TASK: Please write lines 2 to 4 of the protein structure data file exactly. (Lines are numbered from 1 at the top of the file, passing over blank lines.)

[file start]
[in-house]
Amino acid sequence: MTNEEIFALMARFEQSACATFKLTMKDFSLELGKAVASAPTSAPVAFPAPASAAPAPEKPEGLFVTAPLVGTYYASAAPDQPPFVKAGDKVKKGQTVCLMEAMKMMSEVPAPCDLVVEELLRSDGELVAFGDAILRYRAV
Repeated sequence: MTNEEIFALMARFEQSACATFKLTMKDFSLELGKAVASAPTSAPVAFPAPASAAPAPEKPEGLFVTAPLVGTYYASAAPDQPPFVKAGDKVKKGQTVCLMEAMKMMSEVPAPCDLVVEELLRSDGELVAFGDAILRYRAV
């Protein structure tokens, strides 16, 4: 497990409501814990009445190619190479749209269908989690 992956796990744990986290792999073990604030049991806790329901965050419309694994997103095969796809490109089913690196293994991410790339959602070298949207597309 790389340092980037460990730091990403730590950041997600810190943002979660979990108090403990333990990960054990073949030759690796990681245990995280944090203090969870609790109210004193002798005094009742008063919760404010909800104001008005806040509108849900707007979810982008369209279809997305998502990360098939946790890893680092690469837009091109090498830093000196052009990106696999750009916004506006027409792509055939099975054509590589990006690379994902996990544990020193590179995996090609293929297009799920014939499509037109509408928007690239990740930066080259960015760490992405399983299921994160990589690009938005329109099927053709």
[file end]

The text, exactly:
Amino acid sequence: MTNEEIFALMARFEQSACATFKLTMKDFSLELGKAVASAPTSAPVAFPAPASAAPAPEKPEGLFVTAPLVGTYYASAAPDQPPFVKAGDKVKKGQTVCLMEAMKMMSEVPAPCDLVVEELLRSDGELVAFGDAILRYRAV
Repeated sequence: MTNEEIFALMARFEQSACATFKLTMKDFSLELGKAVASAPTSAPVAFPAPASAAPAPEKPEGLFVTAPLVGTYYASAAPDQPPFVKAGDKVKKGQTVCLMEAMKMMSEVPAPCDLVVEELLRSDGELVAFGDAILRYRAV
């Protein structure tokens, strides 16, 4: 497990409501814990009445190619190479749209269908989690 992956796990744990986290792999073990604030049991806790329901965050419309694994997103095969796809490109089913690196293994991410790339959602070298949207597309 790389340092980037460990730091990403730590950041997600810190943002979660979990108090403990333990990960054990073949030759690796990681245990995280944090203090969870609790109210004193002798005094009742008063919760404010909800104001008005806040509108849900707007979810982008369209279809997305998502990360098939946790890893680092690469837009091109090498830093000196052009990106696999750009916004506006027409792509055939099975054509590589990006690379994902996990544990020193590179995996090609293929297009799920014939499509037109509408928007690239990740930066080259960015760490992405399983299921994160990589690009938005329109099927053709």